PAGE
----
Make big money from society's next big trends

Nobody has got really rich in the last decade by predicting economic growth and interest rates. But many have made big money spotting society's next big trends. Tom Bulford examines some current themes - and picks one small-cap company to watch.

I have to admit that when it comes to economic forecasts, I don't pay much attention. The fact is that they do not often seem to be right. What I do pay attention to are business and social trends. I'm talking about where the world is heading. Let me explain why this is so important.

Economic progress is three dimensional. On one axis we have time, on the second we have output but on the third we have the composition of that output. Nobody has got really rich over the last decade by predicting economic growth and interest rates. But several have made big money by spotting the megatrends. The rise of China and its voracious demand for raw materials was one that has made investors a lot of money. Another is social networking things like facebook and google. And a third is the huge growth of on-line commerce.

So I was especially interested last week to visit the HQ of Imagination Technologies (LSE: IMG) in Hertfordshire. Imagination designs the chips that power consumer electronic devices. Absolutely crucial to its success is the ability to spot future trends. I was shown into a room, a show-case of some of the products that incorporate Imagination's designs.

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I saw television screens with ultra high definition pictures. Set-top boxes that will be crucial to the control of our TV sets as they start to receive content from multiple sources. There were sleek digital radios that can pick up thousands of stations from around the world. And Satnavs without simple two dimensional maps, but instead showing three dimensional images of the roadway. I saw car dashboards without mechanical dials but instead with a colourful array of digital information. And there were pocket-sized devices of all shapes and sizes, capable of connecting to the internet, providing entertainment and, of course, a means of communication.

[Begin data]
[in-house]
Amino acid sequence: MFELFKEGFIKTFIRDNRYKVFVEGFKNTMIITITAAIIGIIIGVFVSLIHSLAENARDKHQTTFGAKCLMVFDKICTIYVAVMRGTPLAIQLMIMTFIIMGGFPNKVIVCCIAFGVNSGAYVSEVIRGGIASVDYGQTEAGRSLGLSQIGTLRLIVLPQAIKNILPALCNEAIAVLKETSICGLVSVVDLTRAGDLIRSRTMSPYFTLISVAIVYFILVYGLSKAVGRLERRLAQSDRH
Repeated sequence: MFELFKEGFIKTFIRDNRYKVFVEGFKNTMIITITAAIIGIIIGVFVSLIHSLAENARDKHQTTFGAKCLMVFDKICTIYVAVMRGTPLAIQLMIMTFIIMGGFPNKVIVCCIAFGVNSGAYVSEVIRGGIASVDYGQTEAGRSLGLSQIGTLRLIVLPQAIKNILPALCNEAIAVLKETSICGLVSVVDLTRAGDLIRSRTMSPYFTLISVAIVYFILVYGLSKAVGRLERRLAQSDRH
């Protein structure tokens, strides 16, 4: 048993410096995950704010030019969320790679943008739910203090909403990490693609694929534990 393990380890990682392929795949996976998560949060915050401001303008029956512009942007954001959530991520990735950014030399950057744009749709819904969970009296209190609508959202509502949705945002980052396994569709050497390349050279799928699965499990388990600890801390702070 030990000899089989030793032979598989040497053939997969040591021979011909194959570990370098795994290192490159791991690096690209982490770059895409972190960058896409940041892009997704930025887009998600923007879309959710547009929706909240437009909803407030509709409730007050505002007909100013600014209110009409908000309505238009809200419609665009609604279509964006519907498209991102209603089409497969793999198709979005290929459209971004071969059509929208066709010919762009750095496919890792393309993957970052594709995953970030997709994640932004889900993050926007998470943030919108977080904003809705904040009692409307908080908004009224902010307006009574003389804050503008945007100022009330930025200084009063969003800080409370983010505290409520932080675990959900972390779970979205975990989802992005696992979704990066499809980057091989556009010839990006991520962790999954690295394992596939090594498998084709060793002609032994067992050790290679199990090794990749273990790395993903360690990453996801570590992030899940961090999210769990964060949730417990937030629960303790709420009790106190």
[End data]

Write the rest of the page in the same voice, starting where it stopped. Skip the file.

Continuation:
They all looked great. Imagination owns PURE, the leading digital radio brand. Who says that the British cannot compete in the mass market for consumer electronics? From all that I saw, a couple of clear themes emerged

One is the importance of pictures. Mobile devices are increasingly being sold with their own mini-screens. The quality of the image is crucial and, to the impressionable consumer, will be a big point of differentiation. High definition TV will become the norm and this will condition our expectations of the images that are delivered by other means.

And the second theme is 'connectivity'. 'Everything Everywhere' is the motto of the industry. Wherever we are we want access to all the wonders of the internet. All the information, all the entertainment, all of the communication with the rest of the world. All this must be achieved with devices that look cool and use minimal power.

Finding the Googles of tomorrow

There just has to be massive growth in the broadband and wireless highways around which all of this information and data will travel. The internet will get bigger and bigger and become an ever more essential part of our every day lives.

The prospect is mind-blowing. The business opportunity is vast. Companies that today are almost unheard of will emerge as mighty winners. You won't find them amongst the FTSE100 companies that have grown fat on the business trends of yesteryear.

If you want to ride the next wave you must look amongst small, young, innovative and ambitious companies the giants of tomorrow. In November last year, Imagination Technologies shares were trading at 32p. At the time of writing [8 Sep] they changed hands for 165p. That's a gain of 415% in ten months and I'd have to think twice about investing right now after such a huge run up.

Still, it's one to watch. I believe it is companies like Imagination that will be the Googles of ten years' time. The time to start finding these gems is now.

This article was written by Tom Bulford, and is taken from his free twice-weekly email the Penny Sleuth .

Tom worked as a fund manager in the City of London and in Hong Kong for over 20 years. As a director with Schroder Investment Management International he was responsible for £2 billion of foreign clients' money, and launched what became Argentina's largest mutual fund.

Now working from his home in Oxfordshire, Tom Bulford helps private investors with his premium tipping newsletter, Red Hot Biotech Alert.

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